Canadian Prime Minister Justin Trudeau has taken the unprecedented step of invoking the Emergencies Act to crack down on anti-vaccine mandate protests.
Trudeau said the scope of the measures would be “time-limited”, “reasonable and proportionate” and would not see the military deployed.
Without a court order, banks will be able freeze personal accounts of anyone linked with the protests.
Hundreds of protesters remain in Canada’s capital city.
On Sunday, law enforcement cleared anti-mandate protesters at the Ambassador Bridge in Windsor – a critical pathway for Canada-US trade – after a week-long stalemate.
What began as a protest against a new rule that all truckers must be vaccinated to cross the US-Canada border, or quarantine upon return, has grown into a broader challenge to al COVID-19 health restrictions.
“This is about keeping Canadians safe, protecting people’s jobs,” Trudeau told a news conference on Monday.
He said the police would be given “more tools” to imprison or fine protesters and protect critical infrastructure.
Trudeau told reporters the legislation would be applied temporarily and in a highly specific manner.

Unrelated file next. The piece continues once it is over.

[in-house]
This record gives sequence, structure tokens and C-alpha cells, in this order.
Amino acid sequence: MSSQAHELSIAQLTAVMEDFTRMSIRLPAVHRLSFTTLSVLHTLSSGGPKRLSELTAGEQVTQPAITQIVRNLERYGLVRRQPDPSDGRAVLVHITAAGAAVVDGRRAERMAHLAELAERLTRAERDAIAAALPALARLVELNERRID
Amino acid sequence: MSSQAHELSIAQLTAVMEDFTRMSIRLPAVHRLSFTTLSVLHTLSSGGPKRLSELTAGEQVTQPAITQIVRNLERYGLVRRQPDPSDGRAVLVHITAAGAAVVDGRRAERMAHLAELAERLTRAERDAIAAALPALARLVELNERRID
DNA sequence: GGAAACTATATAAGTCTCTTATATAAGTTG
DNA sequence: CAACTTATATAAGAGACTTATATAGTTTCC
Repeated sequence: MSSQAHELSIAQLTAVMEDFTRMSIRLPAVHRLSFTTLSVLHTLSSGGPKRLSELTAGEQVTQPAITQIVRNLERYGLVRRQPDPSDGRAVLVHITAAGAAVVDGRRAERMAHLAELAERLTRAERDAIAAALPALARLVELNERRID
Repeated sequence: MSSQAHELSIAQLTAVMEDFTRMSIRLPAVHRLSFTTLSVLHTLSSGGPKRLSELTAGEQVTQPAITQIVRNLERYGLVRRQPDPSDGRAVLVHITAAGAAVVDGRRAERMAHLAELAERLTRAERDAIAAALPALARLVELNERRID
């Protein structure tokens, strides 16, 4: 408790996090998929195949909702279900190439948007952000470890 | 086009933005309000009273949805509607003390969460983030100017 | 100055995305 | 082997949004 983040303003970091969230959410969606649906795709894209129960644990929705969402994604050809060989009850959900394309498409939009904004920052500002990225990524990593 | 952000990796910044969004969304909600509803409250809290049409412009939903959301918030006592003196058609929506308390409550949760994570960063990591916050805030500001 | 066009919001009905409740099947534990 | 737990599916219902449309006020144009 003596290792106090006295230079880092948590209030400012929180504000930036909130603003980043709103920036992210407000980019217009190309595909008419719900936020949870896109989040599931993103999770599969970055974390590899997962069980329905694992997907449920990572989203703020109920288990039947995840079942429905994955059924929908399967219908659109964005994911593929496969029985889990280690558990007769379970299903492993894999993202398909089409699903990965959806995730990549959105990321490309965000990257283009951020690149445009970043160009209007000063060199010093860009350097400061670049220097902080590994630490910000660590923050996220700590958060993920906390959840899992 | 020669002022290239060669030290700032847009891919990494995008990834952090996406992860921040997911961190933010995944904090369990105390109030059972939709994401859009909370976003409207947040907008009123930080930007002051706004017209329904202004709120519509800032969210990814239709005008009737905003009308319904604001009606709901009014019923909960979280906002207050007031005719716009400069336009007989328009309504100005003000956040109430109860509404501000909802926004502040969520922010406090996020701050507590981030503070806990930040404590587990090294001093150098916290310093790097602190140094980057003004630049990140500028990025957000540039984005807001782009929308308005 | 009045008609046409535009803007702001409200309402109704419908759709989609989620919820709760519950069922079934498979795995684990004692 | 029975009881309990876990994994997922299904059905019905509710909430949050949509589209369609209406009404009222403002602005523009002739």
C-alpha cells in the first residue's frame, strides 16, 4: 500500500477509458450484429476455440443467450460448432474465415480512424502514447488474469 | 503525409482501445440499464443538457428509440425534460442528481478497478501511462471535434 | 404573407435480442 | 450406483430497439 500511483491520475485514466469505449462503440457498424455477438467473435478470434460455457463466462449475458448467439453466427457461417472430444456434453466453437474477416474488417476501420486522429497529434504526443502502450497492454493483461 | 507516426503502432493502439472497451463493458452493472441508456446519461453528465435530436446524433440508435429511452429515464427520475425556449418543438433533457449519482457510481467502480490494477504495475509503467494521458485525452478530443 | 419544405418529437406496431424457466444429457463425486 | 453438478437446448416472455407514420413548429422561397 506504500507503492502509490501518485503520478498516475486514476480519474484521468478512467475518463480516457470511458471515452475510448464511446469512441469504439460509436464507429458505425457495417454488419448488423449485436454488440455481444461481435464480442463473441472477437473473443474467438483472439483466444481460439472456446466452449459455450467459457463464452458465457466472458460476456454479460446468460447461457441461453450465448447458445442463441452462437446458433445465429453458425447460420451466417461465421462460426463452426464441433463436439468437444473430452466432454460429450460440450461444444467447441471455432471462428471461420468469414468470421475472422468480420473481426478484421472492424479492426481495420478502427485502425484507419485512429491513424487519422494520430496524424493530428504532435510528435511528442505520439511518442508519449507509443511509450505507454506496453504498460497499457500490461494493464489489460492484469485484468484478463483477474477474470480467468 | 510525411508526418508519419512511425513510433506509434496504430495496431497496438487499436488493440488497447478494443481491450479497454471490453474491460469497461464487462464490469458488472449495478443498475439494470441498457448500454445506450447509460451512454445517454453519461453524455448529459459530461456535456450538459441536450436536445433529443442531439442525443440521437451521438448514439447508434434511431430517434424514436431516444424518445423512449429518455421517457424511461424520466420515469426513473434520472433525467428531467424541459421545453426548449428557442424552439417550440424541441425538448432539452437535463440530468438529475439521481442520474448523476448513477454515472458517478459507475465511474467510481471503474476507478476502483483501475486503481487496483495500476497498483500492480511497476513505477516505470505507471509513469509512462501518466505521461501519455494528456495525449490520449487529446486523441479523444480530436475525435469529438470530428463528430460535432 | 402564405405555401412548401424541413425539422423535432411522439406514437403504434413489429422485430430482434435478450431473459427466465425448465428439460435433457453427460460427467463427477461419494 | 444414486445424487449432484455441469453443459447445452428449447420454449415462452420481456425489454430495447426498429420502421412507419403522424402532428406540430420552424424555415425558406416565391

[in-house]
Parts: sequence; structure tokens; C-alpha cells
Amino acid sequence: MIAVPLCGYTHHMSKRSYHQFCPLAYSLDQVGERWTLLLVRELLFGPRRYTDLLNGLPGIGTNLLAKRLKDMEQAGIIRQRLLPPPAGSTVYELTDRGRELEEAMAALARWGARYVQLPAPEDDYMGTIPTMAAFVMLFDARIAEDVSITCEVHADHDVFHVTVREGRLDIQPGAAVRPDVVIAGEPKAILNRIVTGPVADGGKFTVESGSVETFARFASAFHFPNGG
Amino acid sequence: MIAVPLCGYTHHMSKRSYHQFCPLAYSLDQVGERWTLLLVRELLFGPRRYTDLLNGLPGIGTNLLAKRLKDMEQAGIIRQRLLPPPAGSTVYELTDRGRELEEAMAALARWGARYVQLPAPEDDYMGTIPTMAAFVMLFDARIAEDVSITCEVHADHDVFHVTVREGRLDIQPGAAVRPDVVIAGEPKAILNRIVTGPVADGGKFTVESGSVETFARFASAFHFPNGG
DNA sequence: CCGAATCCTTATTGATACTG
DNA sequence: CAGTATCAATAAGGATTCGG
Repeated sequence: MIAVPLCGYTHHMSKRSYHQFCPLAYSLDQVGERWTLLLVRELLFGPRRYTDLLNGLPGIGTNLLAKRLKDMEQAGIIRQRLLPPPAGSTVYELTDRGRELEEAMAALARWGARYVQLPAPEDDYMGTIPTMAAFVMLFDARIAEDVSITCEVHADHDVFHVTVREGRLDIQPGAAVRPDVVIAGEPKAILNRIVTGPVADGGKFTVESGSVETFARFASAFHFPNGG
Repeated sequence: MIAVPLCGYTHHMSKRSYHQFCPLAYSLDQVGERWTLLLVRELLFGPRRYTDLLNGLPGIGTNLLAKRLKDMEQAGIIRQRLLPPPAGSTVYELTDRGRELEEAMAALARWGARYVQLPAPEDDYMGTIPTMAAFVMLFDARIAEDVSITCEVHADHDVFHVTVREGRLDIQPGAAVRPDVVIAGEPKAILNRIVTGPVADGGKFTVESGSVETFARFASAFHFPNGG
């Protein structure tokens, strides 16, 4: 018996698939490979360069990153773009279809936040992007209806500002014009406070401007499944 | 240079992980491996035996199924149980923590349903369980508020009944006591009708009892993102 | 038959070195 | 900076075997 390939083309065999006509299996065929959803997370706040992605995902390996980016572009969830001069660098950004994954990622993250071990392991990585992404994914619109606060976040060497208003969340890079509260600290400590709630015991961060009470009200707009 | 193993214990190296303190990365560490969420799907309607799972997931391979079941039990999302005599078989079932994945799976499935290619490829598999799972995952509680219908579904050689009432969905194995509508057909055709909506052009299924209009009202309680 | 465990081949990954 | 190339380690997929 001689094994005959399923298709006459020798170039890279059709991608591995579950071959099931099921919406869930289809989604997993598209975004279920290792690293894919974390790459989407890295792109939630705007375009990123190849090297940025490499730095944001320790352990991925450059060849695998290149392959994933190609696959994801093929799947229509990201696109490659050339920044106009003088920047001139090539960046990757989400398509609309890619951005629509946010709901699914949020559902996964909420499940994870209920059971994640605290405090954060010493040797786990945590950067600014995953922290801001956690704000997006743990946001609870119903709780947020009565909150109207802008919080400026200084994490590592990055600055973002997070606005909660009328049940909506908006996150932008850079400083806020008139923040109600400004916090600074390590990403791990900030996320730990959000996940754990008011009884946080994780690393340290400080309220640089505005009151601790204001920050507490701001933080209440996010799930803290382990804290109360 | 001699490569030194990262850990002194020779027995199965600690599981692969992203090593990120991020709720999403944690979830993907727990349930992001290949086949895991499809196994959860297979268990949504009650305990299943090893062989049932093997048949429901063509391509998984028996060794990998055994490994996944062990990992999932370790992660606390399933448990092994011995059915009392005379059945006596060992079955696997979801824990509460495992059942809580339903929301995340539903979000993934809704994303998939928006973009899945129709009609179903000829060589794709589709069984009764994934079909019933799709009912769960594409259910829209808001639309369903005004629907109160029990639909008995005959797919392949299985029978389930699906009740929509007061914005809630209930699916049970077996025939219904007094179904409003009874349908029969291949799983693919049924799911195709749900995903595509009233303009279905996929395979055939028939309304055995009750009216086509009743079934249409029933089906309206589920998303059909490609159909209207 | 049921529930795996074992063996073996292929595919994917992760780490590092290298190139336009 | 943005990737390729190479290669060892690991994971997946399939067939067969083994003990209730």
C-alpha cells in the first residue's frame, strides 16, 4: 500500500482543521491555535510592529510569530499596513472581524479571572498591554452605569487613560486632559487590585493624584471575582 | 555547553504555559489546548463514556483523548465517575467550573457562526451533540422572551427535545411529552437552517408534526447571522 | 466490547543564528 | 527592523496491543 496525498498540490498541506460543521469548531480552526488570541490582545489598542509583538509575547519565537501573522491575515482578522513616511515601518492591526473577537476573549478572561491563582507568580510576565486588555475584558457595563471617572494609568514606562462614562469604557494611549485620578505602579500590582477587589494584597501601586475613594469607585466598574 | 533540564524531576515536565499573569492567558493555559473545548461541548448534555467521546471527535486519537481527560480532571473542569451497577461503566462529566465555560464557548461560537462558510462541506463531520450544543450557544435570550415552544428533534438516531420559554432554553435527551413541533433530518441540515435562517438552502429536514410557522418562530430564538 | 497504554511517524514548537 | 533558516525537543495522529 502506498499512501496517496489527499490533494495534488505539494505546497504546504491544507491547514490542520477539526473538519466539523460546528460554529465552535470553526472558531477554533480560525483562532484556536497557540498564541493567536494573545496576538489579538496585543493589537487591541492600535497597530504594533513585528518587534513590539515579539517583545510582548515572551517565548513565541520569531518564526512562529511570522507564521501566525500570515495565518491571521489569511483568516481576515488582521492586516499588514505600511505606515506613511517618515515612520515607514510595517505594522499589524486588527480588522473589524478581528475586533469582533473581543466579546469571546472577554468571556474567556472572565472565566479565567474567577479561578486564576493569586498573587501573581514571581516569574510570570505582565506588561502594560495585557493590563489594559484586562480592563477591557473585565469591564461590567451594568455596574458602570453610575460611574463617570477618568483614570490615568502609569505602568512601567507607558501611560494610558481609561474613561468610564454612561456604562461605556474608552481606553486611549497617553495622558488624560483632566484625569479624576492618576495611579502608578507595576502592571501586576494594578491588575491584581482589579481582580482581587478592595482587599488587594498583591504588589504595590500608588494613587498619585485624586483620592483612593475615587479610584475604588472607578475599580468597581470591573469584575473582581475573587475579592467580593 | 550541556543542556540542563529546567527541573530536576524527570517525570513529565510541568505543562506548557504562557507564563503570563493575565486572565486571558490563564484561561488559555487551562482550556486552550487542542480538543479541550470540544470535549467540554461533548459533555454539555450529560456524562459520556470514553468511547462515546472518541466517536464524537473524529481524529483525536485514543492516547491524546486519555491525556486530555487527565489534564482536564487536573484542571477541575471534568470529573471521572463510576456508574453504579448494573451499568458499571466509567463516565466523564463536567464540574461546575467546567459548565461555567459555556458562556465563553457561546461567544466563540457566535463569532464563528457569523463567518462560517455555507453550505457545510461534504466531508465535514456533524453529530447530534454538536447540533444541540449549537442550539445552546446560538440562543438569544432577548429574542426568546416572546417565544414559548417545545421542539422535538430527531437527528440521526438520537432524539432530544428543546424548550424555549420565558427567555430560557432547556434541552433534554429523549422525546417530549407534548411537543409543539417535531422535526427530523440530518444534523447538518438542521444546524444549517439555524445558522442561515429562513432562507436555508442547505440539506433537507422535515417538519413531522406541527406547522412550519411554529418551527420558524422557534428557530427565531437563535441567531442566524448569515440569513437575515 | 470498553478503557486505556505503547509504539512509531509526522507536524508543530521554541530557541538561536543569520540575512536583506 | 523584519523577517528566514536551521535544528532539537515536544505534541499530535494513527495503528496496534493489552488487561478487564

Critics have noted that the prime minister voiced support for farmers in India who blocked major highways to New Delhi for a year in 2021, saying at the time: “Canada will always be there to defend the right of peaceful protest.”
Trudeau’s invoking of the Emergencies Act comes as demonstrations across Canada enter their third week.
Deputy Prime Minister Chrystia Freeland said at Monday’s news conference that banks would be able freeze personal accounts of anyone linked with the protests without any need for a court order.
Vehicle insurance of anyone involved with the demonstrations can also be suspended, she added.
Freeland said they were broadening Canada’s “Terrorist Financing” rules to cover cryptocurrencies and crowdfunding platforms, as part of the effort.
“It’s all about following the money,” she said.
The Emergencies Act, passed in 1988, demands a high legal bar to be invoked. It may only be used in an “urgent and critical situation” that “seriously endangers the lives, health or safety of Canadians”. Lawful protests do not qualify.
Speaking on Monday, Canada’s Justice Minister David Lametti said the government believes these conditions have been met.
He argued that the “crisis” was national in scope and exceeded the power of existing laws and Canada’s provinces to respond.
Ontario Premier Doug Ford, a Conservative, said he supported the federal government.
But the premiers of Quebec, Manitoba, Alberta and Saskatchewan said the emergency powers were not needed in their regions.
Before Trudeau’s announcement, Quebec Premier Francois Legault said invoking the Emergencies Act could “throw oil on the fire”. (BBC)